Wednesday, June 02, 2004

Hund on Lobos

"Dr. Hund," like me, a frequent contributor to the No Depression Yahoo group tried to fit this long rambling rebuttal to my recent Los Lobos review into the comment section of this blog. It was way too long.

I couldn't resist posting the whole thing here.




You want interactive? YOU CAN'T HANDLE INTERACTIVE! Check out my scathing rebuttal (which could not fit on that mickey mouse blog):

Steve, you ignorant slut. You miss the whole point of this fun album.

It is not a tribute album, friar's roast, nor Chieftains Syndrome. Nor is Los Lobos getting lazy. The band members (especially Hidalgo & Perez) just like to expand their horizons, experiment (which gave us their best work so far in the Latin Playboys), and keep the music fresh. It's not like they are slackers in original album and song production. Even the old tunes here (totally re-invented and less than half the album) are fresh. And there is some great new writing from Hidalgo/Perez, both as their usual songwriting team and collaborated with others like Luis Torres, Dave Alvin, Tom Waits, and Ruben Blades. Cesar Rosas and Robert Hunter also wrote a song for this diverse album.

BTW...why do you have a blog? You are published constantly in the major New Mexican newspapers, beam a radio show, have a media chokehold on New Mexican politics, and are already all over the internet. By proxy, your words are constantly being delivered by
other Southwest power brokers. You even have your own phraseology that is now coined worldwide and borrowed by many, such as, "Green Chile Diplomacy", "Boomburbs", and "Car Wheels on a Gravel Road".

With New Mexico losing judges, politicos, writers, celebs, and other speak boxes like vanishing desert land – you are now the de facto voice of the entire region - albeit via a "Last Man Standing" scenario. You have more market penetration and exposure in New Mexico than Clear Channel. You need a blog like George W. needs another asshole.

Back to your review. Sure, sometimes its difficult if not impossible to hear Los Lobos on a few of these songs but I like how they gather so many all-star sounds in such an unselfish quest for a unique album recorded with friends which they may never have a shot at again. But make no mistake...there are plenty of new sounds from Los Lobos here within the generous 13 songs. The first song with Café Tacuba is a fun summer tour de force followed by "Rita", which is one of the best Los Lobos songs ever. Both of these are new.

It seems from your review, you like these songs plus "Charmed", "Hurry Tomorrow", "Chains of Love" , "Somewhere in Time," (which you describe as "a duet between David Hidalgo and Dave Alvin, featuring a Drifters/"Spanish Harlem" beat and Leisz's hypnotic steel, almost sounds like a latter-day Righteous Brothers tune with baritone Alvin as Bill Medley and Hidalgo as Bobby Hatfield"...isn't that cool?), the Waits track, "Kitate" (you say "sounds like something off one of the Latin Playboys' CDs. Like the music of that Lobos side project, this tune sounds like a surreal field recording from some Mexican or Central American street festival, with lots of percussion, horns and carnival organ. Waits scats and shams and growls in languages nobody speaks in a near call and response with Martha Gonzalez of the band Quetzal"....isn't that cool?), and the new version of "Wicked Rain" is sung by '70s soul man Bobby Womack, as a part of a medley with Womack's Blaxploitation movie title song, "Across 110th Street" , and "The Wreck of the Carlos Rey," featuring "Hidalgo trading verses with Thompson, is a rocking tune. But with its folk rock riffs and Thompson's guitar, it sounds like something right off a Thompson album -- even though it's written by Hidalgo and Louie Perez." This all sounds sweet and it is!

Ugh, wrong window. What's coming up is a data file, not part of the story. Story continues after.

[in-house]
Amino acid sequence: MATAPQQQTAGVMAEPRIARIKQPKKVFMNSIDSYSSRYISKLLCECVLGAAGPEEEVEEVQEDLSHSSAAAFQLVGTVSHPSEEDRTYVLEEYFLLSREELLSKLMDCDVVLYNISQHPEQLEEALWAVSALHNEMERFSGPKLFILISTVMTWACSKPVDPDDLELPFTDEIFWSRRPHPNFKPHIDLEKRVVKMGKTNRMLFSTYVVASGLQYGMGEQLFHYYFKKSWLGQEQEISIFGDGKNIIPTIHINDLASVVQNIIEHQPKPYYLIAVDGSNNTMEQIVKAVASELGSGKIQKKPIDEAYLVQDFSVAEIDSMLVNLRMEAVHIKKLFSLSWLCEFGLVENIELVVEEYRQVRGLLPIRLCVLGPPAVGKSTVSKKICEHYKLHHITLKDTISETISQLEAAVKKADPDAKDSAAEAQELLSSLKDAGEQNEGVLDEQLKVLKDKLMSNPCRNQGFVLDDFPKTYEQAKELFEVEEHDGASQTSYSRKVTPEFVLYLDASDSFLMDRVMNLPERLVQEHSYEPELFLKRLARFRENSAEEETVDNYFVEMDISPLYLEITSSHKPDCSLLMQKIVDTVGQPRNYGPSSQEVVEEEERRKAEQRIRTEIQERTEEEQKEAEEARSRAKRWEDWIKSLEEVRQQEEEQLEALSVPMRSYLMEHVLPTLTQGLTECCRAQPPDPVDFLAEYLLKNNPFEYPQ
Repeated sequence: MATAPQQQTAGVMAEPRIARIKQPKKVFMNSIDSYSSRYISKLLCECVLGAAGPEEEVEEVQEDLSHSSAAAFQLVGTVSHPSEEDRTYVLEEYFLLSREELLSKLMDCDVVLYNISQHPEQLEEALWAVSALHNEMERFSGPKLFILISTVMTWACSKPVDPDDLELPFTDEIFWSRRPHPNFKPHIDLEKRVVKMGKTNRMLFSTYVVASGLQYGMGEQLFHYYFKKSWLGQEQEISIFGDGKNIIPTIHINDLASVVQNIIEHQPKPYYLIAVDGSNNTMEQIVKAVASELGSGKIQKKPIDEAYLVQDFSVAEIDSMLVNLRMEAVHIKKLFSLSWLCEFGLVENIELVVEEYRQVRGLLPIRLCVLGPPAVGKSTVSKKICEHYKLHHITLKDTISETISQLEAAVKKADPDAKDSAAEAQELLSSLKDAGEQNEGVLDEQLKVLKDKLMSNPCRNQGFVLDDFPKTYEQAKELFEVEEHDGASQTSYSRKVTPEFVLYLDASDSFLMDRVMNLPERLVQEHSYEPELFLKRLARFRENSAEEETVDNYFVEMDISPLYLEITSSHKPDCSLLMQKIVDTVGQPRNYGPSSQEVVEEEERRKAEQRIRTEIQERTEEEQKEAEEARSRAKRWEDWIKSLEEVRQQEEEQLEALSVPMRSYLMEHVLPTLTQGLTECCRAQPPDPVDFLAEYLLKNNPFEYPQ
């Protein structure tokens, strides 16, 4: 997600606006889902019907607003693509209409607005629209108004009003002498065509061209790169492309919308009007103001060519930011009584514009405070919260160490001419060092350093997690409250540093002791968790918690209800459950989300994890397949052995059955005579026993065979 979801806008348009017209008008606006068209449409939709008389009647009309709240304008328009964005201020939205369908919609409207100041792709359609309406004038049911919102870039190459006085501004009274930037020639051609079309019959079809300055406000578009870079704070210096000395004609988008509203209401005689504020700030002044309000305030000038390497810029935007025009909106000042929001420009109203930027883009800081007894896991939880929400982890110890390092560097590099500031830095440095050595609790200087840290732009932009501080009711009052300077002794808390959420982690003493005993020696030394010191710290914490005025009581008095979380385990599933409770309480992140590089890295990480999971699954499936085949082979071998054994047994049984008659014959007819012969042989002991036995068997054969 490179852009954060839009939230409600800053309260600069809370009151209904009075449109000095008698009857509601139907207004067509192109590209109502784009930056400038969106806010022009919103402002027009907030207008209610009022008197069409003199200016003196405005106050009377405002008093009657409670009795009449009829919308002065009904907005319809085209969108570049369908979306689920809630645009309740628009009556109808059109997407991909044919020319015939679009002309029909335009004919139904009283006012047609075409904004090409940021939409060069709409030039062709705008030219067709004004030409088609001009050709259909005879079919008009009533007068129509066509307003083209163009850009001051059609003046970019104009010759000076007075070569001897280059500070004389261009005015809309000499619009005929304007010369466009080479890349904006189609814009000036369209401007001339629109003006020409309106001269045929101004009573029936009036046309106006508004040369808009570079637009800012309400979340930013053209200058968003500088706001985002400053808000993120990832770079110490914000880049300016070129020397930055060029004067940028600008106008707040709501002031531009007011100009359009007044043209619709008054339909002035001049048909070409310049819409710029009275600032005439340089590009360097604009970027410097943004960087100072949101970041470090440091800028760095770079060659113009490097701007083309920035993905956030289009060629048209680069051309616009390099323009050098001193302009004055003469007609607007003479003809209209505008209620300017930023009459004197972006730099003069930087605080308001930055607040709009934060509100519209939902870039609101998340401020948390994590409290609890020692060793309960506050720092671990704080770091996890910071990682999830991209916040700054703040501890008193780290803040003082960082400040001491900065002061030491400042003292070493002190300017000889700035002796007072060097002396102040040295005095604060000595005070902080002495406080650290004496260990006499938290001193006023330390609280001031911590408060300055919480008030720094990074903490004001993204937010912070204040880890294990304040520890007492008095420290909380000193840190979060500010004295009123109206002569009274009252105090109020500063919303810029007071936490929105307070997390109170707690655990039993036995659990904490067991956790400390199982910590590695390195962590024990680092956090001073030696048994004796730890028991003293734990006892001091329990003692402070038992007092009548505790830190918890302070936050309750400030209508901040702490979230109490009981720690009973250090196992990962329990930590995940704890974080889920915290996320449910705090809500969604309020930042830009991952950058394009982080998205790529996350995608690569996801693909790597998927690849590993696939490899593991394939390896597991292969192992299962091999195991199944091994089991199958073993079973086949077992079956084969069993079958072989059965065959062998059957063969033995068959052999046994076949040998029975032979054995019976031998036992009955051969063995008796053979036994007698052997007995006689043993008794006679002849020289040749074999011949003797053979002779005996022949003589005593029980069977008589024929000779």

Terrell, I think you are just pissed with what you call "the one truly misguided song here" (one misguided song out of 13?!) is Elvis Costello's version of "Matter of Time." The best part of your review is this history of this song that you so compassionately describe:

"The song is a conversion between a Mexican man and his wife right before the man leaves her to go to the U.S. to seek a decent future. It's the story of this country and all its immigrants. `I'll send for you, baby in just a matter of time.'

"It's a moment full of tenderness and uncertainty. But in the original 1984 version on How Will the Wolf Survive, the rhythm is upbeat and Steve Berlin`s sax, is jaunty, giving a sense of optimism even when the singer wonders if he's just pursuing an empty dream.

"Costello's version is slow and maudlin. Pretty, yes. But it sounds like a sad dirge. The promise of a new life, which propelled the original version, is completely missing here."


Yes Terrell! They are totally different approaches and versions because of this. I think that was the point. And what the hell is a "dirge"? Is that Latin, Mr. Smarty Pants? You do brilliantly describe the original's "sense of optimism" in such a sad song – which is so typical of Latin music. Even the sad songs seem to have some happy vibe underneath. But Costello is no Latino and sings this slowly with a solo piano accompaniment - and it is much sadder than the original. It also brings new light to the words and the music.

Did you want a rehash here of the original that only Hidalgo and Berlin could deliver in such a way you described? I think you are still pissed at Costello for becoming Mr. Diana Krall. But Steve, I ask you this, have you seen her legs? And at least Elvis is not
pussy-whipped to the point that he could actually be dragged to a Styx concert...for instance.

As you Steve, I do prefer full throttle new Los Lobos (what I would really love is new Latin Playboys) song batches - but the guest list, fun, and hybrid sounds of The Ride makes more than a decent ride.

It is one of the best albums this year.

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